My pea-brain assumes you would handle it like a tube-fed rifle (fill the magazine when prep ends and leave the chamber flag in for transitions, etc) but I can't find anything specific in the manual.
Some Rem 700's are box mag fed. so swapping mags would be one way. The other is via stripper clip loading.

 Rem 700 series has been modified for use in NRA match rifle across the course firing for decades. The standard BDL series, fixed mag with hinge floorplate may be altered to take 5 rounds via clip loading. Typically the mag follower has some material removed from the bottom of it and the floorplate is shimmed down to allow the 5th round to be loaded into the magazine.

 On short action models, the rear receiver ring is milled for accepting stripper clips. I've a 223 varmint model that has been modified this way. Accepts M16 stripper clips or Clemul 5 round types as used in hi power shooting. 308/243 et al will be the same but take Springfield clips, not M14 style.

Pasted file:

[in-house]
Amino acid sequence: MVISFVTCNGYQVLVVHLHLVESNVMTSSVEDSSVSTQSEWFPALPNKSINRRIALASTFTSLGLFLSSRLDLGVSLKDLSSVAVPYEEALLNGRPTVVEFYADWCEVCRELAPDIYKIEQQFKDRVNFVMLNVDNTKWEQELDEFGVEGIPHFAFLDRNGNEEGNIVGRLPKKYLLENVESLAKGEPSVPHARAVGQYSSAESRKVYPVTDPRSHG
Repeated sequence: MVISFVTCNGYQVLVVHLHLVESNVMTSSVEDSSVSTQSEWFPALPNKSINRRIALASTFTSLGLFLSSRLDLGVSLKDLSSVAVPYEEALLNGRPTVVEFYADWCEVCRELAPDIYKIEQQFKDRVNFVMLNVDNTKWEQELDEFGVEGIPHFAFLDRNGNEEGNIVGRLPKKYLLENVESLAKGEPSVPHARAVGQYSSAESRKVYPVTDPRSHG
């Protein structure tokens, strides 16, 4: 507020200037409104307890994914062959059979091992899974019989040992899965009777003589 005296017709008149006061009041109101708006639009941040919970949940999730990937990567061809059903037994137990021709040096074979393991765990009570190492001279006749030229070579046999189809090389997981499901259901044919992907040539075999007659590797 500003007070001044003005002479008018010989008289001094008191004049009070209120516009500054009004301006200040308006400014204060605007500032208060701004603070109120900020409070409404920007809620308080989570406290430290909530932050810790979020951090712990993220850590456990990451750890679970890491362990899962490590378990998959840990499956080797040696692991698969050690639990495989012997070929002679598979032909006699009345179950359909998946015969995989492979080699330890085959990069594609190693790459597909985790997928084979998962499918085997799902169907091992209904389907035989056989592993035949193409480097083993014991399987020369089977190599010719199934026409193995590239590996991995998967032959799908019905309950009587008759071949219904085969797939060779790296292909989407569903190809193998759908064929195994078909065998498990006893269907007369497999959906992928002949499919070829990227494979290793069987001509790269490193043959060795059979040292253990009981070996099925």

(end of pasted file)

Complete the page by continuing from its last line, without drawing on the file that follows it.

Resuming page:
On long action receivers with S/A cartridges an add on stripper clip guide is fastened to the rear receiver bridge, to allow the rounds to be loaded directly in front of the retracted bolt. If you have a chance to go to a hi power event and folks are running 'older' match rifles you will see what I'm describing here.
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Offline Kennebago

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Re: Bolt-action Appleseed observations by Kennebago
« Reply #32 on: June 13, 2016, 03:33:59 PM »
I guess more specifically I am trying to figure out what my dryfire regimen should be with a hinged floorplate to prepare for a KD.

Scope rail will block top loading from any kind of clip and I do not have money left to spend on new bottom metal (I would be going with AICS) as I prioritized nicer glass over mags.

I am guessing I would be looking at loading the mag to capacity (5) when prep ends, leaving the chamber flag in, and then transitioning like a Marlin 60 would. After my first five rounds I would be single loading from stock pouch loops.